PA weighs postponing int'l peace summit

Officials to 'Post': Palestinians are not ready to reach deal with Israel on "fundamental issues."

September 16, 2007 00:34
4 minute read.
PA weighs postponing int'l peace summit

abbas pious pose 298 88. (photo credit: AP)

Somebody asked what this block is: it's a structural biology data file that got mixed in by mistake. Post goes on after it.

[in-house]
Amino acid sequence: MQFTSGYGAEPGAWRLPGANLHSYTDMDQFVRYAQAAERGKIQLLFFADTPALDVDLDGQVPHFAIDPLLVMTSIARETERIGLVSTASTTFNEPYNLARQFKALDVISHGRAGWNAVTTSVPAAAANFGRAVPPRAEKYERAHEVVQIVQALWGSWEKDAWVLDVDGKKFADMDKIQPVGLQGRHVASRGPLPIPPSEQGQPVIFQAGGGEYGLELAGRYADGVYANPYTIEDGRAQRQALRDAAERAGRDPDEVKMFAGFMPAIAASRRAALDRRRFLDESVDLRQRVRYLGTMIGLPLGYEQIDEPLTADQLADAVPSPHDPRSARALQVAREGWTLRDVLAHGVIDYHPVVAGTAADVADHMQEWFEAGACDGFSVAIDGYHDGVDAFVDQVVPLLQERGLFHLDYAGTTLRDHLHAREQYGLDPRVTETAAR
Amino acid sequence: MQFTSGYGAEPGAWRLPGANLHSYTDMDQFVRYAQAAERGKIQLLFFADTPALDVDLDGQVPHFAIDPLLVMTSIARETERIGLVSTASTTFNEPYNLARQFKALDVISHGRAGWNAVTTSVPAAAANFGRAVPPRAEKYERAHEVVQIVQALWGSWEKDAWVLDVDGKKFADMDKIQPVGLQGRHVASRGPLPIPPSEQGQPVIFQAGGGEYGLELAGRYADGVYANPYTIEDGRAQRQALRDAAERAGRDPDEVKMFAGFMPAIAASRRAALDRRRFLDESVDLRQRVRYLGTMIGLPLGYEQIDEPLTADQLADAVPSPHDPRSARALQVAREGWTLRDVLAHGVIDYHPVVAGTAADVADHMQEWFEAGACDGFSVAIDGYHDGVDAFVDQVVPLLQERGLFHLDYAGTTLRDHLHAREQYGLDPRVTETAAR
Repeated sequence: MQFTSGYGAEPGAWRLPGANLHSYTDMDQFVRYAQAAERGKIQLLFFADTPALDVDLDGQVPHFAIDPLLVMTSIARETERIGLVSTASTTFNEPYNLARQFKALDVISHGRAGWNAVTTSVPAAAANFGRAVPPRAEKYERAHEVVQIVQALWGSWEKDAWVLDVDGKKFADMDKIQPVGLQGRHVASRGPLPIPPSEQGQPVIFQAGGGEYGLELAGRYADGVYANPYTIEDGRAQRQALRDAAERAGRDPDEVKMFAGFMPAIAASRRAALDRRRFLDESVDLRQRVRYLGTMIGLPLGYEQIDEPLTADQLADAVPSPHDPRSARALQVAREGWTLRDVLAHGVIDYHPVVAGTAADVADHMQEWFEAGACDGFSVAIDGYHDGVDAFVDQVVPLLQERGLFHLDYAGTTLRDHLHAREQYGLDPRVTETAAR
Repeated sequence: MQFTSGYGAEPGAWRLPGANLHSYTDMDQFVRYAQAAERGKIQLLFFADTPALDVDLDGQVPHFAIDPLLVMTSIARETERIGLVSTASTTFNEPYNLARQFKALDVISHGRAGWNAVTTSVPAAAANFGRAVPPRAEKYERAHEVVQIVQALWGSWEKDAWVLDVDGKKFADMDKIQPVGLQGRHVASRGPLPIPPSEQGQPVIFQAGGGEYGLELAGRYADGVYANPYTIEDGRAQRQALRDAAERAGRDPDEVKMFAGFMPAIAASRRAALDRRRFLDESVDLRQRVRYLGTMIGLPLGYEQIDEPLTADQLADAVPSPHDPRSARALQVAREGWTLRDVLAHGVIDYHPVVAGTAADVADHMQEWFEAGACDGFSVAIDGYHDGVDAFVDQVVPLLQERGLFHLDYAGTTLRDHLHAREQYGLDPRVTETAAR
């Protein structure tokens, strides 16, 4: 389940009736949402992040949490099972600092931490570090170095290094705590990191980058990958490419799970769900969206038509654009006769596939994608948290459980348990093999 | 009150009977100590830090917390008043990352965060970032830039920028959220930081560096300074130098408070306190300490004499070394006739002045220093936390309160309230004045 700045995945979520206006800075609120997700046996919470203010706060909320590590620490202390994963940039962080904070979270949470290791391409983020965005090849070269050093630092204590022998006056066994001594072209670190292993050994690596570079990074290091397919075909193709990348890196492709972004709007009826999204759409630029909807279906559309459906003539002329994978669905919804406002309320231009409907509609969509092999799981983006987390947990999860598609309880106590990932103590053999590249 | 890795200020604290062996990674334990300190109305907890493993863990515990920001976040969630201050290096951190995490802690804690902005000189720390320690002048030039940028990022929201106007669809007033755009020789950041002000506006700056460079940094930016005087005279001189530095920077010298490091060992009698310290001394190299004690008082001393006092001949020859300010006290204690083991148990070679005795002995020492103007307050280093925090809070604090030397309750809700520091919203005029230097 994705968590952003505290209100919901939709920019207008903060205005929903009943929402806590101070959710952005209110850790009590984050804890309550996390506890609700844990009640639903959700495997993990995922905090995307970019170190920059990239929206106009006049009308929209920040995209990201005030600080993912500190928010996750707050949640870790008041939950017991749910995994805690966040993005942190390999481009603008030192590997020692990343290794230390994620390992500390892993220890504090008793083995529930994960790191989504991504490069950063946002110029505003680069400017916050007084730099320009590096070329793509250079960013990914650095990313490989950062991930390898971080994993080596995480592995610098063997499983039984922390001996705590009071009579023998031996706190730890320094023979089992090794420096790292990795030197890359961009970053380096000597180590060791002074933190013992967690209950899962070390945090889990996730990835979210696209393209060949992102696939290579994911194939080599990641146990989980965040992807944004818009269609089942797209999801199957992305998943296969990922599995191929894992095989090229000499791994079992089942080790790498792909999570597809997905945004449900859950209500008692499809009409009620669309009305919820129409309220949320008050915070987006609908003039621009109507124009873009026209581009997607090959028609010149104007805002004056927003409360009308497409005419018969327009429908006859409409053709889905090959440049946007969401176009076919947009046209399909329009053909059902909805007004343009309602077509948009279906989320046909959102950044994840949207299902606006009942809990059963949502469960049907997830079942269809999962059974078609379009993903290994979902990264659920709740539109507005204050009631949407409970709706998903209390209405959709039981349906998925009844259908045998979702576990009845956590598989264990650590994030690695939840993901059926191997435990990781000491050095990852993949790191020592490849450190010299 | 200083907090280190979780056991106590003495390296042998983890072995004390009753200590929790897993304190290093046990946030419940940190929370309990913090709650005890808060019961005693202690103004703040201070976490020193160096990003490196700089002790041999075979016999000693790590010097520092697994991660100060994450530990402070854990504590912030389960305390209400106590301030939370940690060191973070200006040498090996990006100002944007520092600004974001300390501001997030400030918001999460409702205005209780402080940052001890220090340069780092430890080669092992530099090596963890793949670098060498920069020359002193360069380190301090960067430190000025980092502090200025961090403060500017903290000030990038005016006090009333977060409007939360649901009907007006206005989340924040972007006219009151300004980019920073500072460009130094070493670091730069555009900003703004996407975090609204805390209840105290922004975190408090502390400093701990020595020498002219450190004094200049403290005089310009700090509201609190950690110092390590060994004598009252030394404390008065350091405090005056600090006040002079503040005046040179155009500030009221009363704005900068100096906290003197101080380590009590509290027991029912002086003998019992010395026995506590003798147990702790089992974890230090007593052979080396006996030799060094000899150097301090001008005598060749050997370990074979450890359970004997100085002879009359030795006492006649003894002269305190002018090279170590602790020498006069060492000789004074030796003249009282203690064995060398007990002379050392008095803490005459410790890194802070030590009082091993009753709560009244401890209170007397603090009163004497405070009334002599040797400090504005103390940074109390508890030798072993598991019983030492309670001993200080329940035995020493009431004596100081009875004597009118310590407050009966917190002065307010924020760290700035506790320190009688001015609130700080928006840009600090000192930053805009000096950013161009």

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Amid growing skepticism here and in several Arab capitals over the prospects of the US-sponsored Middle East conference, the Palestinian Authority is considering asking Washington to postpone it because the Palestinians are not ready to strike a deal on "fundamental issues," senior PA officials here told The Jerusalem Post over the weekend. Those issues include the status of Jerusalem, the future borders of a Palestinian state and the problem of the Palestinian refugees. The Palestinians, they added, are also "disturbed" by the fact that several Arab countries have hinted that they would stay away from the conference, which is slated for November. In addition, they warned, the conference is likely to aggravate the power struggle between Fatah and Hamas, which has come out strongly against it. PA Chairman Mahmoud Abbas, who visited Jeddah and Amman last week, apparently failed to persuade the Saudis and Jordanians to take part in the conference. The Egyptians are also reported to have expressed reservations about the planned conference, warning that the lack of preparations for it would turn it into a mere photo opportunity. "Saudi Arabia, Egypt and Jordan have made it clear that they see no point in attending the conference because of its unclear agenda," one PA official said. "The Palestinians would like to see as many Arab countries at the conference as possible. We are going there to discuss fundamental issues that are of interest not only to the Palestinians, but the majority of Arabs and Muslims." Saudi Foreign Minister Saud al-Faisal said after meeting with Abbas that his country would probably skip the conference called by US President George W. Bush if it doesn't tackle substantive issues such as the status of Jerusalem and Palestinian refugees. "The kingdom sees no benefit in any peace meeting or conference if it is not comprehensive and if it doesn't tackle major issues," Faisal said. "If the conference doesn't provide these things, then the kingdom's participation is doubtful." He said the Bush administration has failed to provide either an agenda for the meeting, a list of participants, or a timeline for both sides to meet their commitments, raising fears that "we will enter into never-ending negotiations, something Arab countries don't want." Jordan's King Abdullah said after meeting with Abbas that "issues pertaining to final status must top the agenda of the conference - foremost among them is the establishment of an independent Palestinian state." Over the weekend, Abbas phoned a number of Arab leaders, only to hear from them that they too had reservations about the conference. They included: Syrian President Bashar al-Assad, Tunisian President Zine al-Abidin, the emir of Qatar, Hamad bin Khalifeh al-Thani, and the emir of Kuwait, Sheikh Sabah al-Ahmed al-Sabah. "We don't want to repeat the mistake of the failed Camp David summit [in 2000], when the late president Yasser Arafat was left alone to face heavy pressure from the Israelis and Americans," the PA official explained. "If the Arabs are not going, then we're also not going." Asked if Abbas was planning to ask US Secretary of State Condoleezza Rice, who is scheduled to visit the region this week, to delay the conference, the official said, "We will stress the importance of preparing well for the conference so as to avoid failure. Of course we would like to see the conference postponed until we reach a full agreement with Israel on all the fundamental issues, but we will first wait to see what Rice has to offer us." Abbas met in Ramallah on Saturday with US Consul-General in Jerusalem Jacob Walles, briefing him on the results of his tour. The two also discussed the planned conference and ways of making it succeed, sources close to Abbas said. Another senior PA official said Abbas was convinced that the time was not ripe for a conference. "Until now, the Americans have not told us whether this is going to be an Israeli-Palestinian summit or a Middle East peace conference," he said. "We don't know what the agenda is and there is no indication as to who will participate in the meeting, when and if it takes place. What bothers us is that there are too many questions that are still waiting to be answered." An Israeli official expressed surprise at the notion that the Palestinians may be considering asking Washington to postpone the November conference. "This is contrary to what Israel has been hearing from the Palestinians," the official said, "and Mahmoud Abbas, at last week's meeting with Prime Minister Olmert, reiterated his commitment to contributing to the success of the conference." Jerusalem believes that the aim of the November gathering is not to resolve all the contentious issues, but to give impetus to the peace process as a whole. Israel has no expectation that all the main issues will be settled. "This is not a deadline meeting, not an ultimatum meeting," the official explained, "and therefore there is no possibility of postponing it." Israeli officials believe that Rice may issue formal invitations to the parties to attend the November conference during her talks in the region this week. On a related subject, the possibility of Israel freeing Palestinian prisoners to coincide with the Ramadan holy month will not be brought before Sunday's cabinet meeting, as was planned. An official explained that more preparation was needed before a concrete proposal could be put to ministers for approval. However, the cabinet is expected to vote on the issue in the coming weeks, before the end of Ramadan. Mark Weiss contributed to this report.•

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